Find Dark Bottom Areas For Early Spring Largemouths

By on March 17, 2016
A pre-spawn female caught in a dark-bottomed backwater. (Credit: Jeff Elliott)

Spring, time to get the boats out of hibernation and get to bass fishing here in the North. The bass don’t mind cold water up here and the bite can be phenomenal just after ice out. However, many bass will seek out the warmest water they can get in. Finding that “warm” water can be very important even if it is just a couple degrees. A few sunny days and warmer-than-average temperatures can make shallow, black-bottomed areas the place to be in a hurry.

Mucky, organic, black-bottomed areas are going to absorb heat from the sun readily and warm up the fastest. The temperature difference between the main body of the lake and these areas can be drastic, especially if they are isolated from the main basin. I’ve seen the temperature difference as drastic as 10 degrees. That can make a big difference in bass activity.

Luckily these areas are some of the easiest early spring hotspots to find. Lily pad fields are a great indicator of where to start. They will have the right bottom components to heat up quickly and bluegills there for the same warm-water reasons. They are also hotspots for bass spawning activity and provide an area that works well for both staging and spawning. Largemouths are lazy and I think they are happy to make one move from wintering to the staging/spawning mode instead of several.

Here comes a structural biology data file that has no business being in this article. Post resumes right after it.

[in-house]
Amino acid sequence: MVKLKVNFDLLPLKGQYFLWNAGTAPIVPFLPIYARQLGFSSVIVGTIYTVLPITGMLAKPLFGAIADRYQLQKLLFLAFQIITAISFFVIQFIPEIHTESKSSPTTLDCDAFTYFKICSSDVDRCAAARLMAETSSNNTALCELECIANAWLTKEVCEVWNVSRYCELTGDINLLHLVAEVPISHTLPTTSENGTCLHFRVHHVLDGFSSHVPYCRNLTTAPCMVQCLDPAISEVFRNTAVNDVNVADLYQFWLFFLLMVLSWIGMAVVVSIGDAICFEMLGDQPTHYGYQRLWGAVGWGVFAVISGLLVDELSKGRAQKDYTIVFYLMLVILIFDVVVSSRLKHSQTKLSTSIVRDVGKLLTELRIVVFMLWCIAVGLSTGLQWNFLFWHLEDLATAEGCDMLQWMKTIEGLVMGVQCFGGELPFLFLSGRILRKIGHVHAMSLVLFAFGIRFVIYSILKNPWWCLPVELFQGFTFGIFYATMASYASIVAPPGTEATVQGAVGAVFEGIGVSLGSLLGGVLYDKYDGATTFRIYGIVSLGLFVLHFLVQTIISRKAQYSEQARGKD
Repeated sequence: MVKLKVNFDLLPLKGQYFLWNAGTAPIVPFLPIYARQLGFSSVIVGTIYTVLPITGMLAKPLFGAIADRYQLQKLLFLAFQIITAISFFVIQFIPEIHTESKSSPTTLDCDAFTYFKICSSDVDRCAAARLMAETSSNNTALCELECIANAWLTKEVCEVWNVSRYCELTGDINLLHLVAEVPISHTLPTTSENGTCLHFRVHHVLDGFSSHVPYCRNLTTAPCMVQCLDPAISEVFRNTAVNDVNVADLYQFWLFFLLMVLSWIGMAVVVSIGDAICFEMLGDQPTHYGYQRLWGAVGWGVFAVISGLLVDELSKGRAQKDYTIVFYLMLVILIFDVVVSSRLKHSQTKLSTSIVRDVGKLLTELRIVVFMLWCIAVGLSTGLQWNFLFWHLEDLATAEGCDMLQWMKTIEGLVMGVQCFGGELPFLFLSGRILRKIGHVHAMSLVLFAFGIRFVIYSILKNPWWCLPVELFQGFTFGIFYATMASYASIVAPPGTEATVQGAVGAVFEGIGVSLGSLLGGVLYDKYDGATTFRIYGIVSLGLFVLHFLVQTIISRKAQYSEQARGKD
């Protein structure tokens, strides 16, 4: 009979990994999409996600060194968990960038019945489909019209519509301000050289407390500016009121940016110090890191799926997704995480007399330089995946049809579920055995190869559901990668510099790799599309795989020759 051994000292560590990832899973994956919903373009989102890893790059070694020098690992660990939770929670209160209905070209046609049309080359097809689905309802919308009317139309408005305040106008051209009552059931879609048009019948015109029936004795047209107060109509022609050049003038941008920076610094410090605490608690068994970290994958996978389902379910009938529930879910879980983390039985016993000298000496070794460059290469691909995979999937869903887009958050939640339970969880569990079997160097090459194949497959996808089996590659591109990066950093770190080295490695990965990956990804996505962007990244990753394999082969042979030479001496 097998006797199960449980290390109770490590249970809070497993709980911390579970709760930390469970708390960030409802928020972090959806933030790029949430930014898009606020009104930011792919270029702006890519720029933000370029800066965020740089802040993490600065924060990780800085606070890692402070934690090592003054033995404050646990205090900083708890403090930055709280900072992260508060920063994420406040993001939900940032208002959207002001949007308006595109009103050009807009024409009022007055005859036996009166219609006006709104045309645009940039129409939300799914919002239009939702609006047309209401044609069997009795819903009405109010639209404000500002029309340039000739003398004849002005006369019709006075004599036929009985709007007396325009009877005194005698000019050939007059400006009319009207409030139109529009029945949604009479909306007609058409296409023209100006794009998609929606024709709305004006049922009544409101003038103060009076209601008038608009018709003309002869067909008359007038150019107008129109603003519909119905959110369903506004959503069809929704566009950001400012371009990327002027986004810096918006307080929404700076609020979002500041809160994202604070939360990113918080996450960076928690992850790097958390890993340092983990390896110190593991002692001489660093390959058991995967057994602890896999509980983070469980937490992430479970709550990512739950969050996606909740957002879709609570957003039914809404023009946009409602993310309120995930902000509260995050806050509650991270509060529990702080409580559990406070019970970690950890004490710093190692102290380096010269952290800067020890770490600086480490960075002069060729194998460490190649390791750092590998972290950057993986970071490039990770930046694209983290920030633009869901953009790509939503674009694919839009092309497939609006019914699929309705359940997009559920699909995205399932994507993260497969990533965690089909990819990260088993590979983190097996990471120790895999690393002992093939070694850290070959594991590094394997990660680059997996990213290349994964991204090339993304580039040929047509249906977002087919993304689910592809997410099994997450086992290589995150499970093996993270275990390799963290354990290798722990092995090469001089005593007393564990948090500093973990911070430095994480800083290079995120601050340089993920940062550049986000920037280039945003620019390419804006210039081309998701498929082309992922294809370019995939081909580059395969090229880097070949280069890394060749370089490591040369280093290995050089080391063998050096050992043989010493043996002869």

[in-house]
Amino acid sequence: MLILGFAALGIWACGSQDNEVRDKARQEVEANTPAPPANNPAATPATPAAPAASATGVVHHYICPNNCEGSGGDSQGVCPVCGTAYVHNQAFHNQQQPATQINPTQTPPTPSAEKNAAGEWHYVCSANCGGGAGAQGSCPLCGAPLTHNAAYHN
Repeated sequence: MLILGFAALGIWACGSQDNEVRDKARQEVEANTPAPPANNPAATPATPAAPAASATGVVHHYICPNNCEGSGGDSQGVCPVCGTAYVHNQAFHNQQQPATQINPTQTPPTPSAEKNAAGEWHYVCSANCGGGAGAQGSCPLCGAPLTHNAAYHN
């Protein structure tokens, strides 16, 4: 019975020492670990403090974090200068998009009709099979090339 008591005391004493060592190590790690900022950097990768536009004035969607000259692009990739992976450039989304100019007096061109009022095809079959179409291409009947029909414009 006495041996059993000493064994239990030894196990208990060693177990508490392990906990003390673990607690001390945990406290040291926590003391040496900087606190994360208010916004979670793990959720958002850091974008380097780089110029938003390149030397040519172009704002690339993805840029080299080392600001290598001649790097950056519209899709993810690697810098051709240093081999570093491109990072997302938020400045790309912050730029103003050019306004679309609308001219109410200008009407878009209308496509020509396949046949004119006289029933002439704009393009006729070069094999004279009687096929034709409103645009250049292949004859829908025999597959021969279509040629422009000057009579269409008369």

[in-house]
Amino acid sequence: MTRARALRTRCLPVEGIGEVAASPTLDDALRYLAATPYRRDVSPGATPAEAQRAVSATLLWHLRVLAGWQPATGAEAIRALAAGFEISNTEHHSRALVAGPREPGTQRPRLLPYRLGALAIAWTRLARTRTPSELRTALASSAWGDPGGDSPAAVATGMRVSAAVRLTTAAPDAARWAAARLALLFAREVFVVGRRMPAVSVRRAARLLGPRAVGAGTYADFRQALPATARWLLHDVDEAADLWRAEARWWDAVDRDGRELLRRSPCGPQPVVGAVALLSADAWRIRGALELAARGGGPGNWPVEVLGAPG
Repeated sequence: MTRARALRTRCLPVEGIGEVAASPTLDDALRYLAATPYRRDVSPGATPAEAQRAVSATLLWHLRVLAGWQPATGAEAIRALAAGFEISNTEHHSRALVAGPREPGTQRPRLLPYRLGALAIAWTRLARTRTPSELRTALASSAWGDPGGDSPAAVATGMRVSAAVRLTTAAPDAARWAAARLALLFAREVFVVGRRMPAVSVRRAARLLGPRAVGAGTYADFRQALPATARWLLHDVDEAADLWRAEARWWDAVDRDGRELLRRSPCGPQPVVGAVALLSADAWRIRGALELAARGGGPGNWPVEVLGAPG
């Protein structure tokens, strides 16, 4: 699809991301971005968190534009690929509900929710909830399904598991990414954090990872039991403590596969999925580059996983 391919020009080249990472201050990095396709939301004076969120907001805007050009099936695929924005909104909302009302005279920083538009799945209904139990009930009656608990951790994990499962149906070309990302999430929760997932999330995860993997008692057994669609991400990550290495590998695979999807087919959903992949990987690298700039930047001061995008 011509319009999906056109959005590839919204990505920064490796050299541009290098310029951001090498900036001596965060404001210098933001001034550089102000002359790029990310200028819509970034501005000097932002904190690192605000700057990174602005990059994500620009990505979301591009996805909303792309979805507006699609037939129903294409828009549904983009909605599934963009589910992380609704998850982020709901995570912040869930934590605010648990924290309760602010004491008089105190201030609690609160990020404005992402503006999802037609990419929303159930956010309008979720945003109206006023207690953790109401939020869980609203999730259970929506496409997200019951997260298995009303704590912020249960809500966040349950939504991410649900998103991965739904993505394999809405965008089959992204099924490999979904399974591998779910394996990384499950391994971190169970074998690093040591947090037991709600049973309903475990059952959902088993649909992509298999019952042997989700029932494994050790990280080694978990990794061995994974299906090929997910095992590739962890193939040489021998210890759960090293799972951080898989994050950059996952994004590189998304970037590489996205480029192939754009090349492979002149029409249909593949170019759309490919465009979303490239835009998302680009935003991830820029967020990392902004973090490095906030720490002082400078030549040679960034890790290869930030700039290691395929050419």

These areas become even bigger bass magnets if there is some depth nearby. Sometimes all that means is there are some deeper ditches in the area. Other times it may mean they have a dropoff on the outside or a basin of their own. Right on the edge of that deeper water is a great place to start, as given the option they will often wait until later in the day when the water warms to move shallow.

You can keep your bait selection pretty simple for these areas. Let’s assume we are hitting an area in the morning and going to work from the outside deeper water and move in with the fish as it warms. If the dropoff goes deeper than 8 feet, the primary weapons are going to be a suspending jerkbait and a jig. They can’t resist that jerkbait suspending over their heads and nothing imitates a bluegill/crawfish at the same time as well as a jig. Slowly working the jig from the top of the dropoff to the bottom results in some of the biggest females this time of year. If I’m dealing with shallower ditches instead of dropoffs, I’m going to thoroughly cover them with a lipless crankbait. Touching the tops of any grass down there is important and when you rip the bait free, that is when you’ll get most of your strikes.

A largemouth bass that bit a jig crawled through lily pad roots. (Credit: Jeff Elliott)

A largemouth bass that bit a jig crawled through lily pad roots. (Credit: Jeff Elliott)